At least 11 soldiers were killed and another 15 wounded when gunmen stormed an army outpost near a military academy in Afghanistan’s capital, Kabul.
The Islamic State (ISIS) terror group claimed responsibility for the attack, according to its Amaq news agency.
Five militants armed with rocket-propelled grenades and automatic rifles attacked the outpost, near the Marshal Fahim Military Academy, before dawn on Monday (January 29). Two attackers blew themselves up, another two were killed in fighting and one was captured, officials from the Ministry of Defense said, according to Reuters
“The Afghan National Army is the country’s defense force and makes sacrifices for the security and well-being of the people,” the ministry said.
The attack came just two days after the Taliban, a Sunni fundamentalist political movement, said it was behind an ambulance bomb that killed 103 people and injured another 235. It was one of the deadliest bombings to hit the capital in months.
The Taliban said the bombing was a “clear message” for U.S. President Donald Trump, who last year sent more American troops to Afghanistan and ordered more air strikes in the country.
“The Islamic Emirate has a clear message for Trump and his hand kissers that if you go ahead with a policy of aggression and speak from the barrel of a gun, don’t expect Afghans to grow flowers in response,” Taliban spokesman Zabihullah Mujahid said in a statement.
Earlier in January, the Taliban killed more than 20 people during a siege at Kabul’s Intercontinental Hotel.
Around the same time, ISIS said it was behind an attack on the office of aid group Save the Children in the eastern city of Jalalabad. Six people died.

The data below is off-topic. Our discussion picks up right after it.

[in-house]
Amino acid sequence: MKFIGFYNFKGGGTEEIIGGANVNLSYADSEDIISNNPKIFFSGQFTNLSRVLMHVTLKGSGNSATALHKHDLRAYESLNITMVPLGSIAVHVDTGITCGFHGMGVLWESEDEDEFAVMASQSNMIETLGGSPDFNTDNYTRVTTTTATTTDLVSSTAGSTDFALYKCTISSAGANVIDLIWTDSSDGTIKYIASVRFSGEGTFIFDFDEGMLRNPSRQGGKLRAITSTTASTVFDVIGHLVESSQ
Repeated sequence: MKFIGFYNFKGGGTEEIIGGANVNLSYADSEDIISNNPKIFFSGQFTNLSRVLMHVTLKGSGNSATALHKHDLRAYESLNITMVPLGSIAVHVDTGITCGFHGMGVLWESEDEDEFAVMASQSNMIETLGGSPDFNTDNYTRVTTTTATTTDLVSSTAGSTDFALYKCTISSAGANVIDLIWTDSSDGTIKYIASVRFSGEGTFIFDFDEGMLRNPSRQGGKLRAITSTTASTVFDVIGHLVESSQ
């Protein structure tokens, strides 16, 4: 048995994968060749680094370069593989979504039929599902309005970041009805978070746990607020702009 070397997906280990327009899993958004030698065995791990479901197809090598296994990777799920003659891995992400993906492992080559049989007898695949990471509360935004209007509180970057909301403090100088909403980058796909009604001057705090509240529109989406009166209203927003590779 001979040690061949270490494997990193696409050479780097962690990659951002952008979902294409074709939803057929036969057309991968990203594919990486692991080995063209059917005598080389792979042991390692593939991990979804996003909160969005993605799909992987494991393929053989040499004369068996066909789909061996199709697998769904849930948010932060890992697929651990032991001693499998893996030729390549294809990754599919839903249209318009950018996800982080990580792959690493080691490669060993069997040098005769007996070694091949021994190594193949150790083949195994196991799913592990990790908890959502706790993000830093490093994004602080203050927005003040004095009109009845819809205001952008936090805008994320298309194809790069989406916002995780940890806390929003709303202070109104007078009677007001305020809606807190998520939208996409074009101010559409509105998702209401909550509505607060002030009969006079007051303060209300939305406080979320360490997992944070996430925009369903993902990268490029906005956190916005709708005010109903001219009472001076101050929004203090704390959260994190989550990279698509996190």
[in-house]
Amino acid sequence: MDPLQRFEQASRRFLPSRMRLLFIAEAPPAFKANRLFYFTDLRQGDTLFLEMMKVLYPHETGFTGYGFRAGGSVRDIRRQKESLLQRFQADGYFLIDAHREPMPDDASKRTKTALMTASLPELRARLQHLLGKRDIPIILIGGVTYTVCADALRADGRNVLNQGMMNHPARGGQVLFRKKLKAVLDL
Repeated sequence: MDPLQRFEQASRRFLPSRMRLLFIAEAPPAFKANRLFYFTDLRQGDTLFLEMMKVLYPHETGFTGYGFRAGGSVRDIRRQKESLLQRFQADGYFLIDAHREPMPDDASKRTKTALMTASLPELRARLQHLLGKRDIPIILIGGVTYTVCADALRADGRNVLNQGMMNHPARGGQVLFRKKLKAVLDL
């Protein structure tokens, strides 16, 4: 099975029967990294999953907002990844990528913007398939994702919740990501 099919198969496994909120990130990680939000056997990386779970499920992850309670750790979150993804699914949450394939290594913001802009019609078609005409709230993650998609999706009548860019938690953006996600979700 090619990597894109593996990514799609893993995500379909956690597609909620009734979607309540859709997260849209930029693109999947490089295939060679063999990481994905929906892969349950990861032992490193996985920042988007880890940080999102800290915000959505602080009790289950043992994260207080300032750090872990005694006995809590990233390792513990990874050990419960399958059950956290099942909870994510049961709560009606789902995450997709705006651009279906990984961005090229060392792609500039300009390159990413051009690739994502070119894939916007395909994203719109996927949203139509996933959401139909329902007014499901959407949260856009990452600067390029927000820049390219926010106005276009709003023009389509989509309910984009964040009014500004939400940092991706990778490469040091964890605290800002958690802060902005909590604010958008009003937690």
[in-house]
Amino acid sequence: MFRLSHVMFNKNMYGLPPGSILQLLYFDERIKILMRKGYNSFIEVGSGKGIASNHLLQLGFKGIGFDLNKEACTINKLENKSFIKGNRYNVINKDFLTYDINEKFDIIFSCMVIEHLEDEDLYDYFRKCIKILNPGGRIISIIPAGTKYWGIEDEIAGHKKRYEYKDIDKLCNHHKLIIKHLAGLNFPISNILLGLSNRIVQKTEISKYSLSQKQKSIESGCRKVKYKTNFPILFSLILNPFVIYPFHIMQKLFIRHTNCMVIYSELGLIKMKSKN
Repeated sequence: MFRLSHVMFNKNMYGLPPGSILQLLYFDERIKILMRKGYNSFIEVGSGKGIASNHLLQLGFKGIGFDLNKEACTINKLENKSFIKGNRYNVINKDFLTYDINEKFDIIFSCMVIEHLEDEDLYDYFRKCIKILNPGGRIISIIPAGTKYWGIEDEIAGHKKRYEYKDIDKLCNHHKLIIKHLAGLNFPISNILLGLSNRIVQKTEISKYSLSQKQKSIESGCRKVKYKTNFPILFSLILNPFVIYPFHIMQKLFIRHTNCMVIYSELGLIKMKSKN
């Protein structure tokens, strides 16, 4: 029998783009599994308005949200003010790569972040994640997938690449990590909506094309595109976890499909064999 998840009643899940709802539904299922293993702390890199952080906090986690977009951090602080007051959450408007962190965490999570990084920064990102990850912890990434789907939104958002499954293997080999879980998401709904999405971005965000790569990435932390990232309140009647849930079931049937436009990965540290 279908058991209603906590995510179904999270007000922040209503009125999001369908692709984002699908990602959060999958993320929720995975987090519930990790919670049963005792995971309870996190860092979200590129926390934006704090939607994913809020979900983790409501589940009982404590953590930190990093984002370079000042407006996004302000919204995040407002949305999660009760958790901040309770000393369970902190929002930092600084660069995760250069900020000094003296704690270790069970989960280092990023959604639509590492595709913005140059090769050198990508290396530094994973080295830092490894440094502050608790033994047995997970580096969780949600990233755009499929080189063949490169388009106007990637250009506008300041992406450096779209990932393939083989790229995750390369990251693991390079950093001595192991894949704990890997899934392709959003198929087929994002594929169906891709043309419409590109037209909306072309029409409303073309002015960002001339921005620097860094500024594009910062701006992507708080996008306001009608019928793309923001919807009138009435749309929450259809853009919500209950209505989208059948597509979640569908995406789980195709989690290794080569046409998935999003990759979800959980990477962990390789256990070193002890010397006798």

The Taliban took control of Afghanistan in 1996, imposing a strict version of Islam and persecuting anyone who would not abide by their laws. Although Taliban rule ended following a U.S. invasion in 2001, its insurgents still control some areas of the country.
“The war on terror that followed the 9/11 World Trade Center attacks may have diminished the capacity of the Taliban to carry out attacks in the short term , but the U.S. coalition did not implement enough measures to root out the underlying reasons why the Taliban became relevant in the region,” anti-terrorism expert David Otto told Newsweek.
ISIS controls swathes of territories in Iraq and Syria and, through local alliances, in parts of Africa and Asia. The group is progressively losing territories in Iraq and Syria, leading to thousands of foreign fighters to go back home or flee to other countries, where analysts fear they could re-group or join other organizations.
Taliban and ISIS have competed for supremacy in Afghanistan since the latter established a foothold in the country in 2015.
“They are trying to establish their authority through competitive attacks against hard military targets,” Otto explained.
“The Taliban are masters of the terrain, but ISIS is desperately in search of a territory that will place it back on the global map after, loosing Raqqa and Mosul.
“The Taliban are back in full strength and they have a competitor in ISIS, at the detriment of the Afghan regime. This shows that it is easy to take out an old regime, but to replace it with an effective one is the biggest challenge,” Otto concluded.
David Otto Institutional Representative of SECINDEF (Security Intelligence and Defense) Israel-USA International Consulting Counterterrorism in the United Kingdom and collaborating analyst of OCATRY (Observatory against the Terrorist Threat and the Jihadist Radicalization) David Otto is the Director of TGS Intelligence Consultants Ltd and the Preventing Radicalisation and Violent Extremism Programme – Step In Step Out (SISO) – based in the United Kingdom. He is also Senior Counter Terrorism Advisor for Global Risk International.